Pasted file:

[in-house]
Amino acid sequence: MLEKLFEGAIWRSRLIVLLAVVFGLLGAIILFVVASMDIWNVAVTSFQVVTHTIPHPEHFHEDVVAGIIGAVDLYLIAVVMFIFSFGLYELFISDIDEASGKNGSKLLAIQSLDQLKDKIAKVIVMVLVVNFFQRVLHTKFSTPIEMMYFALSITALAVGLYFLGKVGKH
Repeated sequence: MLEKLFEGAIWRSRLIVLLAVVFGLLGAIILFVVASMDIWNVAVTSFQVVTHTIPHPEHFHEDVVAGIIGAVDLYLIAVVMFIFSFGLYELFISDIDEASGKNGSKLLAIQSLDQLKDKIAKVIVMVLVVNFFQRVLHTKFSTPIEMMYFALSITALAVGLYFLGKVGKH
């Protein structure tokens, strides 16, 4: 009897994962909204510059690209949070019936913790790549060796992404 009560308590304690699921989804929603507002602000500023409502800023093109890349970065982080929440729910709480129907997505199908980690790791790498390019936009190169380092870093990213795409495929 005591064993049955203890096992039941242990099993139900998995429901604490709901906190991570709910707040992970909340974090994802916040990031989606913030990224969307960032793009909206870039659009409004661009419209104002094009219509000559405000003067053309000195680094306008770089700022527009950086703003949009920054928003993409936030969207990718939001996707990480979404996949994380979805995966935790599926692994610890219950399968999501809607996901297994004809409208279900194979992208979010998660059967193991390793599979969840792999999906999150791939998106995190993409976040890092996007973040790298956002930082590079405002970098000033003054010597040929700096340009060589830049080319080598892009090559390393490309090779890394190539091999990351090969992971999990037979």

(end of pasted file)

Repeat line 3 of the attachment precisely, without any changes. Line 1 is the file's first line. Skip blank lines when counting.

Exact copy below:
Repeated sequence: MLEKLFEGAIWRSRLIVLLAVVFGLLGAIILFVVASMDIWNVAVTSFQVVTHTIPHPEHFHEDVVAGIIGAVDLYLIAVVMFIFSFGLYELFISDIDEASGKNGSKLLAIQSLDQLKDKIAKVIVMVLVVNFFQRVLHTKFSTPIEMMYFALSITALAVGLYFLGKVGKH